Natural mosquito repellents that work

The most reliable alternatives to chemical repellents with DEET. A guide that shows you natural ways against mosquito borne diseases.

Mosquito borne diseases are dangerous. So is putting potentially harmful chemicals on your skin.

  • That’s why there are a numerous natural mosquito repellents available.
  • But are they working reliable?

I’ll give you a short overview about DEET-free repellents that have been proved to work and tell you what products you should avoid.

The best natural repellent

Oil of Lemon Eucalyptus (OLE) is a natural ingredient that is working against mosquitoes and has been registered with the EPA.

The only way to get approved is enough scientific evidence. Many studies have shown that Oil of Lemon Eucalyptus protects from mosquito bites1.


The stuff responsible for making OLE work against bugs is p-menthane-diol (PMD). It can either be derived naturally (through the Lemon Eucalyptus tree) or synthetically (in the lab).

PMD from both sources has the same features in regard to safety and side effects. Synthetic PMD might even work better against mosquitoes because it’s more stable than the natural oil.

If you want to buy a genuine natural spray be careful to read the label and check the ingredient’s origin.

Be careful to not use it with children under 3 years old.

Some people might experience skin irritations but from my experience it’s not very likely. Many OLE products also contain a lot of alcohol so generally keep any sprays away from children.

For children the Oil of Lemon Eucalyptus might not be the ideal product. Check the best sprays for kids & babies here.

In comparison products with Oil of Lemon Eucalyptus last longer than most other natural ingredients. During my field test I usually stay bite-free for around 3 hours before I have to reapply the repellent. The natural spray I use the most is:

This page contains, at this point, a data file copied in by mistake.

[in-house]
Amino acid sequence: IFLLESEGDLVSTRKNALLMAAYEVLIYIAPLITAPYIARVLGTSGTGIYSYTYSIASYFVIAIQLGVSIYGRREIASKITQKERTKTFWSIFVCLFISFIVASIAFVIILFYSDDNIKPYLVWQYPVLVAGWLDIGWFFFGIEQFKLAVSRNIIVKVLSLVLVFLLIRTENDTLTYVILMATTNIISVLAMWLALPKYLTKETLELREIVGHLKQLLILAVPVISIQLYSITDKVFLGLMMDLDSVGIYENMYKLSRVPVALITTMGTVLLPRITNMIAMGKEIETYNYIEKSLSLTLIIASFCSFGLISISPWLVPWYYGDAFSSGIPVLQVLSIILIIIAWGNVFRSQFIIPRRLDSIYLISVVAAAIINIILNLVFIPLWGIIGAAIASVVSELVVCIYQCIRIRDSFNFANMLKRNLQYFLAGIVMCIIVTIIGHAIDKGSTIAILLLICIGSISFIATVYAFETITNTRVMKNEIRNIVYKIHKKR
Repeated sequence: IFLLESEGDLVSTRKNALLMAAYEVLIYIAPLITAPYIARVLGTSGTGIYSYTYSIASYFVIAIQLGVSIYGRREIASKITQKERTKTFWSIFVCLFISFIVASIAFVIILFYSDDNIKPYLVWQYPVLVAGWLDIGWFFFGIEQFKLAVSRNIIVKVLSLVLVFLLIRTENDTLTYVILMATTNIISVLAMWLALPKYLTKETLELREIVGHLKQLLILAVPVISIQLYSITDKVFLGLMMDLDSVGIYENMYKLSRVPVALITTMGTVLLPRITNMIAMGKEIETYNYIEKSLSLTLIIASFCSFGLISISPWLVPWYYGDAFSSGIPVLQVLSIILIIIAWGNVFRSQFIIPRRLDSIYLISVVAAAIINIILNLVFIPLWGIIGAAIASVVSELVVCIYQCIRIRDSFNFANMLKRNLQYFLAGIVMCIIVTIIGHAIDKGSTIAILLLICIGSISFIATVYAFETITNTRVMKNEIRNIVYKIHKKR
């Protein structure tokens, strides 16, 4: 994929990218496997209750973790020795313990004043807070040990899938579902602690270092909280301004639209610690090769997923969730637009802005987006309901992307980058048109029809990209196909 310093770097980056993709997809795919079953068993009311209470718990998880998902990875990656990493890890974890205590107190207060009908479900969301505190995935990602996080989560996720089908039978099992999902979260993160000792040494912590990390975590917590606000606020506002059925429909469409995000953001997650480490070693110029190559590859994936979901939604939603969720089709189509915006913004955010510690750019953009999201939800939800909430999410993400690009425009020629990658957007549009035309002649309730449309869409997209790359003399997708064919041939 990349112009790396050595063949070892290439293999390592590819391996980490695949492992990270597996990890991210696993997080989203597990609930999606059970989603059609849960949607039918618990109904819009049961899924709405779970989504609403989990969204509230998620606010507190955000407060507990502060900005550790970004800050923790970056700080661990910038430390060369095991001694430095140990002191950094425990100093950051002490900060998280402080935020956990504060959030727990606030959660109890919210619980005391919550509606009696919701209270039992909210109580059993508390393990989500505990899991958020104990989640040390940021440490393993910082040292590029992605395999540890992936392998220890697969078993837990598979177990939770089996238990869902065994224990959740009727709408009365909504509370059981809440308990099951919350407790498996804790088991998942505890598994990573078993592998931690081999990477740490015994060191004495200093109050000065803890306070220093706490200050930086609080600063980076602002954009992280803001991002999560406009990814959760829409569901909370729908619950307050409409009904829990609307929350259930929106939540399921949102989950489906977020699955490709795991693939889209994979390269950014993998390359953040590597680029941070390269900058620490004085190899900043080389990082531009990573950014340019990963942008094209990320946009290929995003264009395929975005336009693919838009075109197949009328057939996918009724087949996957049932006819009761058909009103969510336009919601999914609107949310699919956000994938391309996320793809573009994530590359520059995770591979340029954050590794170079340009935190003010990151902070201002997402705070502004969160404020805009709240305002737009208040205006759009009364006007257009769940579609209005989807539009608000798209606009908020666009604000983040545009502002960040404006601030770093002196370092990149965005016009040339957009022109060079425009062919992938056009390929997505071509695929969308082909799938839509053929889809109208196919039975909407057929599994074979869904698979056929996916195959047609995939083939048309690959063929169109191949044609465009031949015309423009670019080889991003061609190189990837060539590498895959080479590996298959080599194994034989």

Repel Lemon Eucalyptus Natural Insect Repellent

It’s a DEET-free spray that works very well against all kinds of mosquitoes and a lot of other bugs too. It is one of the most reliable natural repellents available.

Sale REPEL Plant-Based Lemon Eucalyptus Insect Repellent, Pump Spray, 4-Ounce
Repel Lemon Eucalyptus

  • Viable alternative to low %-DEET
  • Suitable for all fabrics
  • For short and medium trips

Repel Lemon Eucalyptus is my favorite pick when it comes to natural mosquito repellents.

There are some other natural alternatives to OLE but they cannot compare in regard to protection, durability and reliability. In case you want to try something different, one of the most popular competitors is:

Citronella oil

Scientific studies have shown that this ingredient is helping against mosquitoes. However it only works for short amount of times. After 30-60 minutes it has to be reapplied again to guarantee effective protection2.

From my experience this is way too short for many occasions.

  • If you’re hiking or camping you don’t want to apply the spray every half hour.
  • It’s very likely that you forget it and risk to get bitten by harmful mosquitoes.
  • They also work less reliable or not at all.

However you might want to give it a try if you just go out for a short walk or visit low risk mosquito vectors.

The big advantage of citronella oil is that it has not many side effects and is considered safe for most people. Sprays with it also smell very nice and not as chemical as other repellents.

Sale Skedattle Natural Insect Repellent Made with Essential Oils - DEET Free, Natural Bug Spray 8 oz
Skedattle Natural Insect Repellent Spray

  • 100% natural – DEET free
  • Safe for kids and pets
  • Repels Mosquitos, ticks and fleas

Be careful to buy an actual repellent like the Skedattle Natural Insect Repellent Spray though. 100% citronella oil is sold as well but it’s a completely different thing.

Pure citronella oil is suitable for aromatherapy but does not work against fighting mosquitoes. In addition it might cause some serious skin irritations.

Are natural repellents better?

In my extensive guide I compared all mosquito repellents that are backed up by scientific evidence. While there are effective natural repellents some of the best choices contain ingredients from non-natural sources.


Both synthetic and natural mosquito repellents can cause side effects. Natural ones are not necessarily safer or protect better. In comparison to the dangers of mosquito borne diseases however the potential risks are very low.